“That’s not writing, that’s typing” - Truman Capote

The Long Season by Bruno Schull, 2002.

Short version: Don’t bother, just grieve for the murdered trees.

Long version: Is Breakaway Books a vanity publishing house? Did Bruno Schull pay cash money for this book to see the light of day? The Long Season chronicles one man’s attempt, while living in the Bay Area, to upgrade from a Cat. 3 to a Cat. 2. Taking place in 1995 while enrolled at UC Berkeley (?), the author simultaneously gives a running chronicle of the entire Euro pro season from early Spring ’til late Fall. If this book was published soon after the 1995 season, say, 1996 (in pre-blog explosion times), then maybe it would be a wee bit more fresh or novel, but everything the author tries to describe concerning the inner world of competitive cycling is done so much better by any of the blogs I have links to on this site. Race tactics, personal heartbreak, the majesty of pedalling a bike, humorous anecdotes while travelling, humorous anecdotes from within the peloton, or simply a compelling narrative are out there for anyone with internet access. If you’re feeling really adventurous then track down Bill Innes’s accounts of his life as a Cat. 1, particularly the Euro sessions. Those are still my favorite accounts of someone in pursuit of the $12k Dream. Use the Wayback Machine or check out his more recent stuff on racelistings.com. Life of a struggling Cat. 3 = YAWN. Even the little sex scene with his soon to be ex-girlfriend Anne = YAWN (I’m sure she was psyched that information was made public).

One glimmer of hope in Schull’s writing concerned Schull’s dealings with his parents. I felt sorry for him because he had absolutely no support, either mentally or financially, just puzzlement and criticism. I’m sure this is something all too many aspiring cyclists hear once they graduate from college, or hell, even when they graduate from high school, “When are you going to quit this stupid hobby and get on with your life”. It’s no wonder that cycling has no repect as a lifelong passion since most people’s bicycle experiences involve seeing them sold in the toy departments of uber-retail chains. Reading Schull’s interaction with his family, and later even his girlfriend, does wonders to reinforce how lucky I’ve been throught 23 years of racing having supportive parents and an enthusiastic spouse. While Schull’s personal story may have had some episodic flickers of promise, his tediously detailed accounts of Euro pro races were mind-bogglingly gratuitous. Just watch the 1995 Paris-Roubaix or Tour de France videos and spare yourself the pedestrian narration. I’m sure that’s how he did it because there’s no way in hell he grokked so much information about the races from watching them in bars like he claimed. All in all, this book probably should have been condensed into a long lifestyle article that shows up in magazines like Men’s Health, Outside, or Bicycling.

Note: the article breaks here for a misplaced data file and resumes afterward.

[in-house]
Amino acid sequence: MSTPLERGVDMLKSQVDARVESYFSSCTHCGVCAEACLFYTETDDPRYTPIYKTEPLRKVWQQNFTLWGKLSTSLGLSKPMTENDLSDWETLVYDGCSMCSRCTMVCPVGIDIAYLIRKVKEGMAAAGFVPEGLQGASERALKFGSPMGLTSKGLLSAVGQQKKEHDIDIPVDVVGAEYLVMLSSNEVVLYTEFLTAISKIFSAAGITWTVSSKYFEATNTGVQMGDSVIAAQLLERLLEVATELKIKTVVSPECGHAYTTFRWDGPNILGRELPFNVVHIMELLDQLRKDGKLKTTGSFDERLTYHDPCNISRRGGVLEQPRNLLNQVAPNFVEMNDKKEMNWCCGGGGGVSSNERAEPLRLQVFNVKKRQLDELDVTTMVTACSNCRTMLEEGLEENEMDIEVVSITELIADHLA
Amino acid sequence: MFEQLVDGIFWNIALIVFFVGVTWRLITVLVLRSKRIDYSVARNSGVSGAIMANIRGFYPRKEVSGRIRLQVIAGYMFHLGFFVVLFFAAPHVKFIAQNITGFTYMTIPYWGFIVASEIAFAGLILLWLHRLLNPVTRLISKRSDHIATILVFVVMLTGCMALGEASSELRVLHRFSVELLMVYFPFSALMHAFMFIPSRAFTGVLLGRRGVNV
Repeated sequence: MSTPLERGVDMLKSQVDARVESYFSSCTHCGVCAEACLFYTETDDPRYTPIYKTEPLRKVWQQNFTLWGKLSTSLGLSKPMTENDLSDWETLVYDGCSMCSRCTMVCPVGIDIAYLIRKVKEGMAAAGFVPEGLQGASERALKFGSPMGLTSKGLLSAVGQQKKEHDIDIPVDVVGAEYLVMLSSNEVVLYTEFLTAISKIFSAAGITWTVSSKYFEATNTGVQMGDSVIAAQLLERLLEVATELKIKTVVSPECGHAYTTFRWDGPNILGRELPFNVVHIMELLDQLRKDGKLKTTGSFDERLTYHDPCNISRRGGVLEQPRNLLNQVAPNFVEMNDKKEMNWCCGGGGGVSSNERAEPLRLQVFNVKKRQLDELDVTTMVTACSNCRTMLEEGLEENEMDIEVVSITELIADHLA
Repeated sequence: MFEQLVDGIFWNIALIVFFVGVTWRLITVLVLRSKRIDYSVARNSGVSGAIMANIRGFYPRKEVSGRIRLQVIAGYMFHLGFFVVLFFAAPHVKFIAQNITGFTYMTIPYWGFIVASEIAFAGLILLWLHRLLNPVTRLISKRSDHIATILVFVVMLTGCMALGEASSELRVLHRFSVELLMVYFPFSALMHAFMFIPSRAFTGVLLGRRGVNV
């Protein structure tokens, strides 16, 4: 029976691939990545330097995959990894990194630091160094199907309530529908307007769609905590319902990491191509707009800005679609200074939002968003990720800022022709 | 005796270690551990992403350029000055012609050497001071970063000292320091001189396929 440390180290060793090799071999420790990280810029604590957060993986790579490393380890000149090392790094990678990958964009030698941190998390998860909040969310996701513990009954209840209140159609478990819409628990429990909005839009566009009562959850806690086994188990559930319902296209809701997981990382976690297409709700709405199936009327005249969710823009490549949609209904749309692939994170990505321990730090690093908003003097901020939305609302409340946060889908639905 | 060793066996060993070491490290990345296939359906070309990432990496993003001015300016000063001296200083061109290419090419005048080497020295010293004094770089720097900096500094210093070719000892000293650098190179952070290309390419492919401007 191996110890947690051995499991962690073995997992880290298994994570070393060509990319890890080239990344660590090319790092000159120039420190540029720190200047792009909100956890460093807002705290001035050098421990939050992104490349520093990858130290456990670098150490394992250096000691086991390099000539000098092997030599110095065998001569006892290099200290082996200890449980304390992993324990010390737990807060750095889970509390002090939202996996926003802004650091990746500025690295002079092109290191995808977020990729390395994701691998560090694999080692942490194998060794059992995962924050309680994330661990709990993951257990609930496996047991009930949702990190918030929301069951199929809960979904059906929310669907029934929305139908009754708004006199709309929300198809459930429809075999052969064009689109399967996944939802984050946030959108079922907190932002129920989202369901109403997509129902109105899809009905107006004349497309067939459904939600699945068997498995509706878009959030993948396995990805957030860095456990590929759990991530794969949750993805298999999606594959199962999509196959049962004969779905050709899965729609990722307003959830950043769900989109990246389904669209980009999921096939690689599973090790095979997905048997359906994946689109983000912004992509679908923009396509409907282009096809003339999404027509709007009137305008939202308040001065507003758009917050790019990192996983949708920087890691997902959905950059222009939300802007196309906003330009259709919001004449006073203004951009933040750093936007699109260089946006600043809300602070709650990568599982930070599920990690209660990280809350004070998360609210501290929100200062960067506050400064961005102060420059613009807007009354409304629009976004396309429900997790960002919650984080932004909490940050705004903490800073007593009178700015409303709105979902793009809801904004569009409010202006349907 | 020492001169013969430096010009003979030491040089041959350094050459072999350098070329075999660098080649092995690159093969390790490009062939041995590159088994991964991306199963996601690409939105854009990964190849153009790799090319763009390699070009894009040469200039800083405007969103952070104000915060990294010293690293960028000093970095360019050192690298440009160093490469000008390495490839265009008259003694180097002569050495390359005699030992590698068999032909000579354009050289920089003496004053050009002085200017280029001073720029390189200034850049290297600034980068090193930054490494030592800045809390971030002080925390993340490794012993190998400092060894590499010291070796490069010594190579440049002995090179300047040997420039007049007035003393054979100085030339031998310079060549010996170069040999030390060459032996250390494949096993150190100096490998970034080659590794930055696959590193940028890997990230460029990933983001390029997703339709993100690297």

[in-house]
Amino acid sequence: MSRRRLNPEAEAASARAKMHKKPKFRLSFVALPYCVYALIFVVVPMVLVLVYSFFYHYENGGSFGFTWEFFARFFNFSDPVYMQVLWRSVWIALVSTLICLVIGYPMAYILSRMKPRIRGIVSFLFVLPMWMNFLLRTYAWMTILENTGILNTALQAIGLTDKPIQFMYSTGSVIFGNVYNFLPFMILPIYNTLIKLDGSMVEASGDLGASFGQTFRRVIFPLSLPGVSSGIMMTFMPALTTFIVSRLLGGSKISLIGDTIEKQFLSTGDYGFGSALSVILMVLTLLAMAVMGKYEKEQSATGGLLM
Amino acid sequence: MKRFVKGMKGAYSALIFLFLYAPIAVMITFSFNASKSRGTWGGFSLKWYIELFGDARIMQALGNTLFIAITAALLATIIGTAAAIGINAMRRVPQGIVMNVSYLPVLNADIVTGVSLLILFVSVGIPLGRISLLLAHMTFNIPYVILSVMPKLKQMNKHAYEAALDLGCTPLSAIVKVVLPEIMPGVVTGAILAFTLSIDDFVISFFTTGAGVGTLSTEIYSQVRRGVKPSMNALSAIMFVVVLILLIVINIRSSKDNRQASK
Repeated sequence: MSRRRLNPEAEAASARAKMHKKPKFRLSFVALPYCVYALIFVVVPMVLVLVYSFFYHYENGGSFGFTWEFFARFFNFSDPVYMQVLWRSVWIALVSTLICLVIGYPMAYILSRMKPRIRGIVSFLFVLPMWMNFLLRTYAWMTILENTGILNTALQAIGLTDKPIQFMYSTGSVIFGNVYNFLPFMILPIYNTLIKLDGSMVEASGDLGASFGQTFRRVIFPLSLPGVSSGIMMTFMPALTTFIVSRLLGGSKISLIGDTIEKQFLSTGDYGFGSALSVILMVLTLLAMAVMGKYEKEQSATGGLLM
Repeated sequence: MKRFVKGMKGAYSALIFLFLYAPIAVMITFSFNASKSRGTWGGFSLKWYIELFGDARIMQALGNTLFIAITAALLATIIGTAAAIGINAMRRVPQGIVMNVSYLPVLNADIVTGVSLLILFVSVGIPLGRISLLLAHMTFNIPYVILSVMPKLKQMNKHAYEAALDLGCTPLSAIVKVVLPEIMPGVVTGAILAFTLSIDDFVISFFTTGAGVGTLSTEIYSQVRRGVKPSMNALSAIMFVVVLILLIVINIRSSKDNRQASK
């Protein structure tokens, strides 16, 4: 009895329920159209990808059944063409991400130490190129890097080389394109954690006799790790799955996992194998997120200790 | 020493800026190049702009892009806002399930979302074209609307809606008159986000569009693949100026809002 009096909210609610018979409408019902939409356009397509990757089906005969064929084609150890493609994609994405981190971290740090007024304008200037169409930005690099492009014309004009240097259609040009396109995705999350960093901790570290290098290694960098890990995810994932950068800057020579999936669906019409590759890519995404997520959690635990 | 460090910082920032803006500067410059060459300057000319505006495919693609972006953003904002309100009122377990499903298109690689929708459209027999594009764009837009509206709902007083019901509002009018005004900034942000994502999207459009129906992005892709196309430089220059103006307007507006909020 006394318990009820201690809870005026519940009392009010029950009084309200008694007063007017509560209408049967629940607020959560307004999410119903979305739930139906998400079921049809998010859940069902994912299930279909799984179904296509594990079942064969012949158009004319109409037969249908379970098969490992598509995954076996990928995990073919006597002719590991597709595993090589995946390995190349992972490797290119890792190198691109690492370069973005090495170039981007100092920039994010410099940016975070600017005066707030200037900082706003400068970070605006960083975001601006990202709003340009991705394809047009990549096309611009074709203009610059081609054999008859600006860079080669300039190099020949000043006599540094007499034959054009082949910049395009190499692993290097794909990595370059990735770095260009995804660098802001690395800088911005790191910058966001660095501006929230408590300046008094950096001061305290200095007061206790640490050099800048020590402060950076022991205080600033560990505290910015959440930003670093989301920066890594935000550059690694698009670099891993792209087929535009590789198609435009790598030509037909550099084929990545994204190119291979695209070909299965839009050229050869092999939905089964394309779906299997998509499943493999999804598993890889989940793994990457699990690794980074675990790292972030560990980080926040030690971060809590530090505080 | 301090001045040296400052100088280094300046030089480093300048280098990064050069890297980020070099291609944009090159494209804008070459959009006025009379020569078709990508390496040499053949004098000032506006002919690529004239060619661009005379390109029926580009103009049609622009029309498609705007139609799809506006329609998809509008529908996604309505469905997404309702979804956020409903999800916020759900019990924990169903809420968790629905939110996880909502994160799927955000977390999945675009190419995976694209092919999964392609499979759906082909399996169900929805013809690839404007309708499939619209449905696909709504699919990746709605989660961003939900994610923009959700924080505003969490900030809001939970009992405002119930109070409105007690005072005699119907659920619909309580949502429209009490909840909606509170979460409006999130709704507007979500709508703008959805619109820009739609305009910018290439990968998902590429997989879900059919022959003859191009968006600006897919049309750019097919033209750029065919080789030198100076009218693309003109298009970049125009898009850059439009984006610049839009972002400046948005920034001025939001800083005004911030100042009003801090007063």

Do you know what story I’d like to hear? I wish I was a fly on the wall for RAGT’s current Tour de France escapades. I want to read one of those riders describing what it’s like hanging on for dear life, finishing in the autobus on every mountain stage, and what kind of grim conversations took place before, during, and after each stage between the riders and the management. That’s gratuitous gallows humor I’d gladly ingest. Along the lines of hapless, overwhelmed Tour teams, one book which I’ve longed to read and have yet to track down due to it being ages out of print is Jeff Connor’s Wide Eyed and Legless, a journalist’s account of travelling with the low budget English team ANC-Halfords during the 1987 Tour de France. I believe Jeff Connor actually tried to ride a Tour stage incognito in ANC-Halfords kit to get the full Tour de France experience. Now that’s some funny shit.

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